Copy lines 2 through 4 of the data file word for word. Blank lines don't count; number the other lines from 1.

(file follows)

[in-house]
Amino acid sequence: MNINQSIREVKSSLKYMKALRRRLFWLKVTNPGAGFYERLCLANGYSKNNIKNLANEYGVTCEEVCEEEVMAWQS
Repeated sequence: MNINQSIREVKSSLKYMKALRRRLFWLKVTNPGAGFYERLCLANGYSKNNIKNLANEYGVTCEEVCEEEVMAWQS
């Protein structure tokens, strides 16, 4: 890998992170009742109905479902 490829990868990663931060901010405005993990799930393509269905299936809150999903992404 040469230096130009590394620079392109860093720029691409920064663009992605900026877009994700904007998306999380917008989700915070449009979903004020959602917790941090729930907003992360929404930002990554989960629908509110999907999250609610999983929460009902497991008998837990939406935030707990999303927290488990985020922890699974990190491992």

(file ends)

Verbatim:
Amino acid sequence: MNINQSIREVKSSLKYMKALRRRLFWLKVTNPGAGFYERLCLANGYSKNNIKNLANEYGVTCEEVCEEEVMAWQS
Repeated sequence: MNINQSIREVKSSLKYMKALRRRLFWLKVTNPGAGFYERLCLANGYSKNNIKNLANEYGVTCEEVCEEEVMAWQS
């Protein structure tokens, strides 16, 4: 890998992170009742109905479902 490829990868990663931060901010405005993990799930393509269905299936809150999903992404 040469230096130009590394620079392109860093720029691409920064663009992605900026877009994700904007998306999380917008989700915070449009979903004020959602917790941090729930907003992360929404930002990554989960629908509110999907999250609610999983929460009902497991008998837990939406935030707990999303927290488990985020922890699974990190491992």